‘Hangry’ male fruit flies attack each other if they go without food


A fruit fly on a peach

blickwinkel/Alamy

If you’ve ever been hangry – so hungry you become angry – you have something in common with fruit flies. When these insects don’t get enough to eat, they lash out at others some even make a kind of fencing manoeuvre with their legs to fight other fruit flies.

“Male fruit flies display aggression that they direct towards other fruit flies. They don’t show these behaviours towards females,” says Jennifer Perry at the University of East Anglia in the UK.

Perry her colleagues used virgin male fruit flies (Drosophila melanogaster) to avoid any risk of mating-related aggression, separating them into groups of between 58 74 insects. One group was made up of flies that were allowed to feed throughout the experiment, while the remaining groups were fed then deprived for periods of 24, 48 or 72 hours.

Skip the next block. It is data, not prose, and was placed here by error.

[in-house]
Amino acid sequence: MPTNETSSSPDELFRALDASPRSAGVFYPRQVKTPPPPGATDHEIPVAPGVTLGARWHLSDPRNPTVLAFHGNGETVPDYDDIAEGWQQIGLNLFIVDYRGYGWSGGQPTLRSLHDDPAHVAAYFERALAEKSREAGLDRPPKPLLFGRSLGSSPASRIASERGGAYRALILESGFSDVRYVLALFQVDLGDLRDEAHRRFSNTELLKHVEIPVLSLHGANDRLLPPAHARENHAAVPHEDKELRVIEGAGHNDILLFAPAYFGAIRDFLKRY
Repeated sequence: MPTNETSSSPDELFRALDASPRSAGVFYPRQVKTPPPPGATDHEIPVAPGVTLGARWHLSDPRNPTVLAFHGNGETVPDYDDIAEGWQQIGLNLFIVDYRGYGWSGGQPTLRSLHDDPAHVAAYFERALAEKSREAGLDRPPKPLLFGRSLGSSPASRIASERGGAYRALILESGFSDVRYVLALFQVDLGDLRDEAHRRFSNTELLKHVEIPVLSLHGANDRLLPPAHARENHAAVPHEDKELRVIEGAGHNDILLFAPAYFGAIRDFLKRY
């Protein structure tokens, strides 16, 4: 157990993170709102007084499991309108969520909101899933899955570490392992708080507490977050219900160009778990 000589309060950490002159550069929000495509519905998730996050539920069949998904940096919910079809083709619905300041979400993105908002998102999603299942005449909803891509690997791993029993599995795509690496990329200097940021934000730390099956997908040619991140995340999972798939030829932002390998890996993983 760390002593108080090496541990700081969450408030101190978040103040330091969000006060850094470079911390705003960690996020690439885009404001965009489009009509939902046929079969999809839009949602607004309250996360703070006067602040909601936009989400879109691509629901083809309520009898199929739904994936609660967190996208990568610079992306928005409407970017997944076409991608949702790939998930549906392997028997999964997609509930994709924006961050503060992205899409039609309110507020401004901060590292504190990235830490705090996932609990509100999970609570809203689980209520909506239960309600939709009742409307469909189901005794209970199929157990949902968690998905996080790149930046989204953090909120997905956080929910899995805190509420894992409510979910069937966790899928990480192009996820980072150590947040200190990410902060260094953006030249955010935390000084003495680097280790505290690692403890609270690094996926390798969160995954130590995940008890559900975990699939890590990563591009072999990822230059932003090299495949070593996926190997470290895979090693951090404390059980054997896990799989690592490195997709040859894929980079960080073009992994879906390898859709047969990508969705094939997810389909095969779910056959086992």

At six to seven days old, pairs of flies from each group were placed together with a food source monitored over 5 hours.

Flies deprived of food had become increasingly aggressive, which peaked at 24 hours without anything to eat. The aggressive flies would lunge at chase each other or fence with their legs.

“I think we can all relate to feeling hangry after periods of food deprivation, what our study shows is that these feelings extend across even very distantly related animals,” says Perry. “They share lots of genes for their physiology behaviour with vertebrates, including humans. They’re a good model [for aggression] in that way.”

Even animals as seemingly simple as fruit flies have complex social lives respond to changes in their environment that affect the costs benefits of social behaviour like aggression, she says.

Journal reference: Animal Behaviour, DOI: 10.5287/bodleian:xrO2DD55e

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